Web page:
How to create your IT security policy as an SME

If you’re an SME owner, it’s often difficult to get everything you need to get done finished every day. For many of us, an IT security policy is something it’s easy to continually put in the “tomorrow” pile.

This is particularly easy to do when you’re starting from nothing. You might not have gotten much further than putting some password management in place or creating some nice email signatures.

But in a world where cybersecurity threats are very real and they cost SMEs millions of pounds every year, having a clear IT security policy is something that really needs to graduate to your “today” pile.

This policy will be your guidebook that lays out how you will protect yourself from the many cyber threats out there.

Crucially, it will also explain what you or your team should do in the event of all kinds of IT and security-related problems, minimising downtime and maximising productivity:

What is an IT security policy?

An IT security policy is a collection of rules for how you classify your business data and how you protect it. These rules are usually bundled together in a handbook that you and your team have easy access to.

The purpose of doing this is to make sure you are handling your cybersecurity systematically and effectively. This can help you:

  • Reassure clients that you are a safe pair of hands for their data
  • Acquire proof of your security to show potential investors or partners
  • Apply for government contracts (this requires cybersecurity certification, which in turn demands specific approaches)
  • Protect your business from ransomware and other immensely costly threats
  • Maximise productivity by ensuring your team knows what to do in the event of IT and security issues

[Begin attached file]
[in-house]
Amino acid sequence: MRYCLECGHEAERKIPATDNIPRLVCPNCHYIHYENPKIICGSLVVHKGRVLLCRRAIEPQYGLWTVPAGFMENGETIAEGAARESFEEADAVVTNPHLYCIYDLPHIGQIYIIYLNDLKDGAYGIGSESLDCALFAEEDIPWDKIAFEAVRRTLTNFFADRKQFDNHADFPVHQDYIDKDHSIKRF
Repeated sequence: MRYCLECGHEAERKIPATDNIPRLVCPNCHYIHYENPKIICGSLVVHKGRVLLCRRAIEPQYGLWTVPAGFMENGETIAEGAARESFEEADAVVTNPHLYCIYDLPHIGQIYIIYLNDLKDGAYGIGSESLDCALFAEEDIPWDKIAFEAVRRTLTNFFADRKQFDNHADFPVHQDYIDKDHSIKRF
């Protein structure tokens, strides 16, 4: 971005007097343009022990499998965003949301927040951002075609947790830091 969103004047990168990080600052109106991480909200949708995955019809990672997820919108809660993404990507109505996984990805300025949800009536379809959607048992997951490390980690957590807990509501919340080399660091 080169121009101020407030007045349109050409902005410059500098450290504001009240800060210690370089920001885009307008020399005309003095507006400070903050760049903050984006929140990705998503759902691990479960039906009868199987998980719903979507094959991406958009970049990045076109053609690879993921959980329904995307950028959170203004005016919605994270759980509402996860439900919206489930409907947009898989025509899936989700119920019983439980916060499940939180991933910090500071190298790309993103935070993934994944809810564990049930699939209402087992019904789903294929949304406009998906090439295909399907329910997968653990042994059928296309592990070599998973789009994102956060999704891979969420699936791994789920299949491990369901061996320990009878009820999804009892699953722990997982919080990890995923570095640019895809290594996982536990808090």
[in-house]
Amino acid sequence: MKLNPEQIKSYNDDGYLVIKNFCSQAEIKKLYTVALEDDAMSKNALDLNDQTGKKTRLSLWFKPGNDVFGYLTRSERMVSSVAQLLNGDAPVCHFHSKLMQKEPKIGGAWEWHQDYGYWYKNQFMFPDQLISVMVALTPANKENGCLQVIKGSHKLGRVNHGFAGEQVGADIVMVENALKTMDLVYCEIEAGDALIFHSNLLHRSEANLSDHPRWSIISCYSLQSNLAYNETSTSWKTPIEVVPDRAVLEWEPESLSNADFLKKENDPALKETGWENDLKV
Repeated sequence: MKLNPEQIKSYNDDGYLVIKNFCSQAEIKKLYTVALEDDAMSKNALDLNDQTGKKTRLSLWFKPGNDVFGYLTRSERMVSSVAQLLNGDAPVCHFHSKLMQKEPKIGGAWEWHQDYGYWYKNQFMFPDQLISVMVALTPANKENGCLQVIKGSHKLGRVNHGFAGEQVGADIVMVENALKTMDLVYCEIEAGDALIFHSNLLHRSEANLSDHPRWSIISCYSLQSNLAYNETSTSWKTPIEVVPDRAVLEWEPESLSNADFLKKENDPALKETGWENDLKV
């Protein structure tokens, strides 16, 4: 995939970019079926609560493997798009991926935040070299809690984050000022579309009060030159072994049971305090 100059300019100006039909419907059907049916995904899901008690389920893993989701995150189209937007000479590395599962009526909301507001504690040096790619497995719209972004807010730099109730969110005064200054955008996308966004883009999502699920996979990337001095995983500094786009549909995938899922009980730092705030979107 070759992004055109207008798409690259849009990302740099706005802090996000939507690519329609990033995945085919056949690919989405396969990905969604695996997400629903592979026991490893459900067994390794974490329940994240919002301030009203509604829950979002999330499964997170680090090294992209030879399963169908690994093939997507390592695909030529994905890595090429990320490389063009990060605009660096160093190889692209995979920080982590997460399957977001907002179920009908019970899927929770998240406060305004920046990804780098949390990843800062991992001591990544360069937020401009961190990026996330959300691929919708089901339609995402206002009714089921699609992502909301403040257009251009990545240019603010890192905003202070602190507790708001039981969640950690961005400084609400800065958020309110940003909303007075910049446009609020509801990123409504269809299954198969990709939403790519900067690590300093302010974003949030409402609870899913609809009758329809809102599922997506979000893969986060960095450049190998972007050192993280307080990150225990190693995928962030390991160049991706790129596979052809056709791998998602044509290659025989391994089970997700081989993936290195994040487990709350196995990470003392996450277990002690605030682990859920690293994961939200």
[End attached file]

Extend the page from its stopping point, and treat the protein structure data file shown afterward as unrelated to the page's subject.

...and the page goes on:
How to create your IT security policy

Every IT security policy is unique to the business that made it. You have different numbers of permanent and contract, office and remote-working employees. Different networks. Different kinds of data that you use compared with others.

To start creating your own policy, it can be a good idea to:

1) Take stock of where you are right now

What have you done so far to protect your business? Some of the most important questions to ask yourself are:

  1. What is your current IT security policy?
  2. Do you have a classification system for the data you hold?
  3. How do you determine what sensitive data looks like?
  4. How do you manage and control that data?
  5. What protections do you have in place for that data?

2) Make a list of all the areas you need to cover

Your IT security policy basically needs to consider everything if it’s going to be effective. This means you will need to create policies for, among other things:

  • Network access, security, and authentication
  • Wireless access
  • Passwords
  • Patches and how to manage them
  • Data classification and management
  • Backups and managing them
  • Emails and email security
  • Mobile devices
  • The physical security of devices

3) Create a disaster or event response plan

Of course, your biggest goal when creating an IT security policy is to stop the bad things from happening in the first place. However, no policy is perfect.

Perhaps one unlucky employee leaves a laptop in a taxi. Perhaps one genius hacker manages to get access to your system and wants to ransom control back to you.

The key point is that your security policy means you will already have a plan in place should the worst happen.

Emergency scenario planning is one of the best things you can include in your policy handbook. This will include instructions for what you or your team should do in a whole range of emergencies, both common and – hopefully – incredibly rare.

  • Who to notify
  • How to contact them
  • What this means
  • What to do in the meantime
  • What not to do

When to start writing your IT security handbook

The ideal time to get started on your IT security policy is right now. It can feel like a mountain to climb. But once you’ve started, you will hopefully find that progress starts to snowball.

One thing’s for sure. Your customers, partners and potential partners – and your future self – are all going to be very grateful for your hard work now.

If this all sounds like too much, why not talk it over with an expert?

Dial A Geek has already helped over 1000 businesses in and around Bristol protect themselves and get better, more sustainable use out of their IT.

Set up a cost and commitment-free consultation with Chief Geek Gildas Jones today.

How can we help you?